Thursday, December 15, 2011

December 10th – A Tantalising Glimpse of the Falklands

As we sailed down the notoriously unpredictable South Atlantic, it seemed like the weather gods were with us, because the seas weren't too rough – just 3 metre high waves (which is a lot less than we had sailing down to Puerto Madryn).

I've been obsessed by the Falklands since I first heard of them during the Falklands War in 1982, as a 12 year old schoolboy. I listened to every news bulletin, bought every magazine and book about the war; and I even decided I was going to join the Royal Navy – until lack of prowess at science and a lack of stomach for a fight meant that this wasn't going to be a viable career path.

Our plan for the day was perfect – we were going to hire bikes, cycle around Port Stanley and whizz over to Gypsy Cove to see the penguin colony there. So, I was a little over-excited about our visit this morning – waking up ridiculously early to check out the weather. It looked promising – cloudy and misty, but flat seas as we slowly made our way into the sound outside Port Stanley's harbour. However, the harbour is too small and treacherous (there's plenty of shipwrecks littering the harbour to remind you of the dangers) to let cruise ships in, so we'd have to get the ship's tenders in.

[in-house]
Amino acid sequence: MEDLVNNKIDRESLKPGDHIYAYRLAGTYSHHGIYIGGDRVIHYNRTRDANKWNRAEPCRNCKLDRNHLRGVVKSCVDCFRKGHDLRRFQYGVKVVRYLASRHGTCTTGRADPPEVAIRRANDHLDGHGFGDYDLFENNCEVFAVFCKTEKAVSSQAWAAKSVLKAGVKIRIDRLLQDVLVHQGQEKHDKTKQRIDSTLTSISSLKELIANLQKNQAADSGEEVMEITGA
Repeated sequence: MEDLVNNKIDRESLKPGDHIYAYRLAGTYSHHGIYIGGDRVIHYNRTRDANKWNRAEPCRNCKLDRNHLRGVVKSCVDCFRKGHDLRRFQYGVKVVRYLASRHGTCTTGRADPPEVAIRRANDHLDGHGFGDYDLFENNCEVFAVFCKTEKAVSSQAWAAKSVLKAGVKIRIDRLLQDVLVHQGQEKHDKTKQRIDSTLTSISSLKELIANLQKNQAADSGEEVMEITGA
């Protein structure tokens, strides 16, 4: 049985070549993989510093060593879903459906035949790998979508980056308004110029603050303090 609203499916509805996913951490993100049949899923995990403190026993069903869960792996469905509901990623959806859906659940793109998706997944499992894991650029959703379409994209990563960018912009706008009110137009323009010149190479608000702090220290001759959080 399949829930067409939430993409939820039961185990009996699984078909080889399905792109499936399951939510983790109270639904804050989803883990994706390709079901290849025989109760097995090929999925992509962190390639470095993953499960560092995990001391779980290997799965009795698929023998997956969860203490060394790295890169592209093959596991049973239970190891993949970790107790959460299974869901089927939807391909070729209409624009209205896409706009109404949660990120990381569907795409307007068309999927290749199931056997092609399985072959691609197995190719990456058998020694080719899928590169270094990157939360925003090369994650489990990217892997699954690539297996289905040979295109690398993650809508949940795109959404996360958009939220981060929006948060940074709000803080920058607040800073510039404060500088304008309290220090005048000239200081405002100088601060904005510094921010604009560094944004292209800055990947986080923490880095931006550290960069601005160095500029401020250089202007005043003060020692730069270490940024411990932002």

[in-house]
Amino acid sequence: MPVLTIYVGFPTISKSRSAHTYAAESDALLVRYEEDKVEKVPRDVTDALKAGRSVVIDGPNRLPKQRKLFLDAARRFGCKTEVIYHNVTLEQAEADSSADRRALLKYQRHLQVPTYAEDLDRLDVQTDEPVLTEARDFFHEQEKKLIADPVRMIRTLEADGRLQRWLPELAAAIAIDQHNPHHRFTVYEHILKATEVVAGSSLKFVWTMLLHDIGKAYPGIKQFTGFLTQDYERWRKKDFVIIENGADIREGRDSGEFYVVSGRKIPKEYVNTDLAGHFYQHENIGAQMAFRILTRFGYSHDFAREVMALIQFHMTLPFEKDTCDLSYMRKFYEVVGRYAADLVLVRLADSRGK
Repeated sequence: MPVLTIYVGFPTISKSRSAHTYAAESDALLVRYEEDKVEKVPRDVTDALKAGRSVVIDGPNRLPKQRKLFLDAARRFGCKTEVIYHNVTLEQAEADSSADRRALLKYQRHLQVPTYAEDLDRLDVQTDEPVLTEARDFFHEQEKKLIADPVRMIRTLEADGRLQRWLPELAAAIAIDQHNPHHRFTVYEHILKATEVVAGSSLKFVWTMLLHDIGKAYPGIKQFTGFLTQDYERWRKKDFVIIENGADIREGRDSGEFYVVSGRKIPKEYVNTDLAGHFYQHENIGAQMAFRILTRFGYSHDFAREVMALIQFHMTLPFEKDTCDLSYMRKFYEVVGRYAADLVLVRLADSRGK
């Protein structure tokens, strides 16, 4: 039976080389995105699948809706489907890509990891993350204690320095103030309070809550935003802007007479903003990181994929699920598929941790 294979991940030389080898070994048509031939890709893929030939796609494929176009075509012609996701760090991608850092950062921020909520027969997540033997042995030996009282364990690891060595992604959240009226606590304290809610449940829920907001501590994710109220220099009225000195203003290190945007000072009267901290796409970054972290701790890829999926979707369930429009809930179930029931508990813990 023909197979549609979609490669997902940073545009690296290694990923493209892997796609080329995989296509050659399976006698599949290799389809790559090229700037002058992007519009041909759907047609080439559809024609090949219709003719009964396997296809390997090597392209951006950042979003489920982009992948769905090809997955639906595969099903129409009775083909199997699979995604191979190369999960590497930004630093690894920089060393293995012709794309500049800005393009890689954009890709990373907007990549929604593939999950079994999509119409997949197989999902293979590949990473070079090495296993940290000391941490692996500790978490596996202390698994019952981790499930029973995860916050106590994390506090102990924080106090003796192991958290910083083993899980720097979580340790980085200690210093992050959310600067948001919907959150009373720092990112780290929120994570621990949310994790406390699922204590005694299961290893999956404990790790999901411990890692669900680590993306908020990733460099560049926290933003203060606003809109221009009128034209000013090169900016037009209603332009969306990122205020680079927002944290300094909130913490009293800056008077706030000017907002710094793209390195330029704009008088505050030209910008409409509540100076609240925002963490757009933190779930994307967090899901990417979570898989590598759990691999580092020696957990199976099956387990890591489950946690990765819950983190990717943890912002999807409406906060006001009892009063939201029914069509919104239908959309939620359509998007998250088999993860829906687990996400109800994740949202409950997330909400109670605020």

Literally, just as we were about to let down the anchor, some 40 mph winds swept in and buggered up my day. The prospect of us trying to get on a very bumpy tender was just too dangerous (never mind not being able to get back on the ship, and being stranded in Stanley), meant that the Captain had to cancel our call here. The sense of disappointment on the ship was palpable, but, as the winds picked up even more, you couldn't blame the Captain for his decision.

The only thing that has stopped me crying, is that I'm going to be going to fly on a trip to Antarctica in two days, when we get to Punta Arenas – I'm even more excited about that than going to Stanley!